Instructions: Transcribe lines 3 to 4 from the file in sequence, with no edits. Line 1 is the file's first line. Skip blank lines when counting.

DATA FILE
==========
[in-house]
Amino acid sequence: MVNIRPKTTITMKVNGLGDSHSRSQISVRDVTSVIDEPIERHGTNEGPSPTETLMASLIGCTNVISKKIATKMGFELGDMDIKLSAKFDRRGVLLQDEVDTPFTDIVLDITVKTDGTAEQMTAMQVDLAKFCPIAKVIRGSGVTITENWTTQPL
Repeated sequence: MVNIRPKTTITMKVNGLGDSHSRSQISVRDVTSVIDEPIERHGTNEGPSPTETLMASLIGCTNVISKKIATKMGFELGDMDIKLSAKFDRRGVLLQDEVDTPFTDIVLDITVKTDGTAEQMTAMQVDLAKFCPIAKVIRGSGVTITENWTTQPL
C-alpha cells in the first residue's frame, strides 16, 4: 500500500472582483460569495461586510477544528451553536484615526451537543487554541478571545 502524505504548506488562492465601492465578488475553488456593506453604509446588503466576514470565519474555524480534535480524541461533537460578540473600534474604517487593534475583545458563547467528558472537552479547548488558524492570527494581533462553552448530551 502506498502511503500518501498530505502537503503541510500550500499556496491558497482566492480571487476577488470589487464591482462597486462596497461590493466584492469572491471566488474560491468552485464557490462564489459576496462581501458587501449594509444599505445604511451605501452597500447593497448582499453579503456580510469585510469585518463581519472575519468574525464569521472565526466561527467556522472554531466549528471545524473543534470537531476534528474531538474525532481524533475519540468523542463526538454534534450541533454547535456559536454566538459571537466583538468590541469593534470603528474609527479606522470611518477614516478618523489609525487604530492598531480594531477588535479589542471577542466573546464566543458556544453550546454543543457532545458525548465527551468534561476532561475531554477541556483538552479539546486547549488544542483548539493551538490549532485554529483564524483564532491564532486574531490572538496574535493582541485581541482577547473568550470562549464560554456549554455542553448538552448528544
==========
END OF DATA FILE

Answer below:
Repeated sequence: MVNIRPKTTITMKVNGLGDSHSRSQISVRDVTSVIDEPIERHGTNEGPSPTETLMASLIGCTNVISKKIATKMGFELGDMDIKLSAKFDRRGVLLQDEVDTPFTDIVLDITVKTDGTAEQMTAMQVDLAKFCPIAKVIRGSGVTITENWTTQPL
C-alpha cells in the first residue's frame, strides 16, 4: 500500500472582483460569495461586510477544528451553536484615526451537543487554541478571545 502524505504548506488562492465601492465578488475553488456593506453604509446588503466576514470565519474555524480534535480524541461533537460578540473600534474604517487593534475583545458563547467528558472537552479547548488558524492570527494581533462553552448530551 502506498502511503500518501498530505502537503503541510500550500499556496491558497482566492480571487476577488470589487464591482462597486462596497461590493466584492469572491471566488474560491468552485464557490462564489459576496462581501458587501449594509444599505445604511451605501452597500447593497448582499453579503456580510469585510469585518463581519472575519468574525464569521472565526466561527467556522472554531466549528471545524473543534470537531476534528474531538474525532481524533475519540468523542463526538454534534450541533454547535456559536454566538459571537466583538468590541469593534470603528474609527479606522470611518477614516478618523489609525487604530492598531480594531477588535479589542471577542466573546464566543458556544453550546454543543457532545458525548465527551468534561476532561475531554477541556483538552479539546486547549488544542483548539493551538490549532485554529483564524483564532491564532486574531490572538496574535493582541485581541482577547473568550470562549464560554456549554455542553448538552448528544